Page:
Lycian Way
Water Sources
When that thirst just has to be quenched!

Tap water. Wells. Cisterns. Village fountains. Remote fountains. Streams and springs. Bottled water.


This articles outlines the different types of water sources available along the Lycian Way and which of them are more (or less) likely to be rather rude and inconsiderate to your stomach.

Kissing dolphins water fountain in Adrasan
Image credit:  
Alex Boatfield
, All rights reserved
Your humble author is most definitely not an expert on municipal water supplies and water safety issues, so take the following comments with a grain of salt. They represent personal experience and feedback from many walkers of the Lycian Way.

For a more official opinion, check your embassy’s travel advisories for southern Turkey.

Tap Water

In general, Turkish tap water is clean and drinkable. Municipal water supplies are operated to good standards. Most people are no more likely to get sick drinking Turkish tap water than they would anywhere else they travel. 

However, that doesn’t mean you won’t get sick. Simply being exposed to different microbes in the water than you are used to (yes, your home supply of water also has microbes) can make you stomach sick until you adjust to them. Just travelling around your own country can cause problems for your stomach. Turkey is no different.

Assuming you are not going to rely entirely on bottled water during your trip, my non-professional, personal experience recommendation is to drink some tap water right at the start and let your stomach adjust. If you are going to have stomach problems, get it out of the way right at the beginning before you start on the trail.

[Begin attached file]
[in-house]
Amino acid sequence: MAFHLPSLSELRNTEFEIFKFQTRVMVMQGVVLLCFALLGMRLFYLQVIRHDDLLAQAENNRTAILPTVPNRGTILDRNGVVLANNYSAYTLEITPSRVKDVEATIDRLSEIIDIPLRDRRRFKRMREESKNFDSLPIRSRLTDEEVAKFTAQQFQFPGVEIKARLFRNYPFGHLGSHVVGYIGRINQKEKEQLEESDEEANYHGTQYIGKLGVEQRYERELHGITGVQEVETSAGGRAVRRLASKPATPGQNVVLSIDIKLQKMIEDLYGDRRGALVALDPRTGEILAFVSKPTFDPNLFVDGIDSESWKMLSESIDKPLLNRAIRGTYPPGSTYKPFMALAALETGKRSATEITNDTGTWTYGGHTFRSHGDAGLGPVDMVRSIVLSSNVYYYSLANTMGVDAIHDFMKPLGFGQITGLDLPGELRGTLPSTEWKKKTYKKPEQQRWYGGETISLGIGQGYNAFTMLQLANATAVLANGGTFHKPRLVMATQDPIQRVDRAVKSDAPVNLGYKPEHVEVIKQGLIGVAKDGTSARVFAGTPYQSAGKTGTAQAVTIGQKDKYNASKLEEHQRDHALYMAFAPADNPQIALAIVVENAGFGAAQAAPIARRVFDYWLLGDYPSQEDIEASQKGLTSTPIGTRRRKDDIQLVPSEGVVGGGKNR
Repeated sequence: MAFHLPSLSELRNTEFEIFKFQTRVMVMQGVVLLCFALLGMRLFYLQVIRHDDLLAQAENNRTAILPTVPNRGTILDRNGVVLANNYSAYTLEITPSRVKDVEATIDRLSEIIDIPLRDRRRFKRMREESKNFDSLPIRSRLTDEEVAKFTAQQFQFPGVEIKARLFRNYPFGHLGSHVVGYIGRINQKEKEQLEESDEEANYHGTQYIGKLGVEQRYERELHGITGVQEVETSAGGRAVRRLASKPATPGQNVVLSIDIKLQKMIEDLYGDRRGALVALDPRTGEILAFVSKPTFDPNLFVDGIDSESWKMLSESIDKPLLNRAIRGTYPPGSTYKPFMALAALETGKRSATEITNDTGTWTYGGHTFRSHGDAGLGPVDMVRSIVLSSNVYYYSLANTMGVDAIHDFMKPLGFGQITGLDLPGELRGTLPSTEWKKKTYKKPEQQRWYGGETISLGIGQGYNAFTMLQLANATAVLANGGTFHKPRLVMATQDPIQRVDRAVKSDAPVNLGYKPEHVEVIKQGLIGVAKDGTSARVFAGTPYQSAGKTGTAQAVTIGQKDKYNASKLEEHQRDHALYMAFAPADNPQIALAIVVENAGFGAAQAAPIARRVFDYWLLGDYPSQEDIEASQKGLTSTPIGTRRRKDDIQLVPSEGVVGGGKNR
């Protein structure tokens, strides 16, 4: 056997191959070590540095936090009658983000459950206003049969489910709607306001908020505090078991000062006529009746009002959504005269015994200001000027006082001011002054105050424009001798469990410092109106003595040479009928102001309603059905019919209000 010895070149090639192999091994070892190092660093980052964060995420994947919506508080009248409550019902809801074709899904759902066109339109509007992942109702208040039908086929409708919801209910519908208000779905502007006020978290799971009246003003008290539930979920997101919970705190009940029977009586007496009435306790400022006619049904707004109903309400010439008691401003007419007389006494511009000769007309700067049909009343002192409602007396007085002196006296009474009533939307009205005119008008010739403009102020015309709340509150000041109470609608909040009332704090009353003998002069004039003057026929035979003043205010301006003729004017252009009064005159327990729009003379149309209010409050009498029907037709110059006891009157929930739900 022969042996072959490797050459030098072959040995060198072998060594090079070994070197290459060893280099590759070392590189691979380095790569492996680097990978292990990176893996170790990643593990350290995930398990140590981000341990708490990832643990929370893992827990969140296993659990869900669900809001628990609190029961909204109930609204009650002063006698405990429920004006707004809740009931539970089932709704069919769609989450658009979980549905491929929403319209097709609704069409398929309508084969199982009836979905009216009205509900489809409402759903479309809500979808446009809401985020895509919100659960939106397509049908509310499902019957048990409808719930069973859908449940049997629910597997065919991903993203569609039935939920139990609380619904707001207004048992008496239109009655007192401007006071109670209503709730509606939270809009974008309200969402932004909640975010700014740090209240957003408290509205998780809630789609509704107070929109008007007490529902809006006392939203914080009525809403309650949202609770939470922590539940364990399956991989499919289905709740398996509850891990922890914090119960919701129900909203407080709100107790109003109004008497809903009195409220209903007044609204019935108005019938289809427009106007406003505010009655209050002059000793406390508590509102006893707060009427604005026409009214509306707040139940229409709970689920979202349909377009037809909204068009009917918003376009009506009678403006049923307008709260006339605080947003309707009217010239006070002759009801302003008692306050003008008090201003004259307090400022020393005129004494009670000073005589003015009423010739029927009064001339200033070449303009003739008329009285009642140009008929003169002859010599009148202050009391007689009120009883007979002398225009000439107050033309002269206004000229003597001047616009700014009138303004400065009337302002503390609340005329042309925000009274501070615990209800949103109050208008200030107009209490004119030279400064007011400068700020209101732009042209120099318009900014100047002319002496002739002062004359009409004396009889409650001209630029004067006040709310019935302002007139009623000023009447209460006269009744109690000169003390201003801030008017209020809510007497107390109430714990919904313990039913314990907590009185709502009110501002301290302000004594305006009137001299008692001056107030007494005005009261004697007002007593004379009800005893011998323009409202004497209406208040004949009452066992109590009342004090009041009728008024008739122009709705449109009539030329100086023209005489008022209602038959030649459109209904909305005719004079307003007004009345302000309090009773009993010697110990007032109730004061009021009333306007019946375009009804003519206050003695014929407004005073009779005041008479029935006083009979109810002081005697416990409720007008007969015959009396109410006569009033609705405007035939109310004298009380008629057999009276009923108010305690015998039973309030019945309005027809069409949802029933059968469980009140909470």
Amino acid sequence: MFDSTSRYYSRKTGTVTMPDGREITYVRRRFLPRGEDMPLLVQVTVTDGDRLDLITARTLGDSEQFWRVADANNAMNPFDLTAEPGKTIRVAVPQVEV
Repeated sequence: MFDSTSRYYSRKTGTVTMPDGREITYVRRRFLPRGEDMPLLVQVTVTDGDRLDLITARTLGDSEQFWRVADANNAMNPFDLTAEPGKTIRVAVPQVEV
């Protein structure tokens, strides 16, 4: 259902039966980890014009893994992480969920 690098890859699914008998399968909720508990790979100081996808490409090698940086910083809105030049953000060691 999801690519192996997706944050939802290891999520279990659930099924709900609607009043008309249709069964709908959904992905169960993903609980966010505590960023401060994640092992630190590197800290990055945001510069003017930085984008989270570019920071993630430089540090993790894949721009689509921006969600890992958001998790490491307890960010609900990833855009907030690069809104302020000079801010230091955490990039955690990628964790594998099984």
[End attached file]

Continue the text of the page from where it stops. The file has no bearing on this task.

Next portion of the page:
Wells, Cisterns, & Village Fountains

Hiker drinking from Cistern between Ovacık and Faralya.

Hiker drinking from cistern between Ovacık and Faralya. Photo by Ronen Fox, spring 2017.

Sometimes village fountains are hooked up to a standard municipal water supply and thus are the same as tap water. However, often village fountains are drawn from natural (untreated) water sources, just like wells and cisterns. On rare occasions, there will be signage indicating whether it is treated water or (essentially) well water. Usually, though, you simply won’t know. Even the locals often don’t know.

If you are concerned, handle village fountains as if they were untreated water.

Locals drink from wells, cisterns, and untreated village fountains without filtration (usually). But their stomachs are used to it. If your stomach is sensitive, you might want to filter it before drinking.
Looking inside a dirty cistern.

Looking inside a dirty cistern. Photo by T Roszkowski, fall 2022.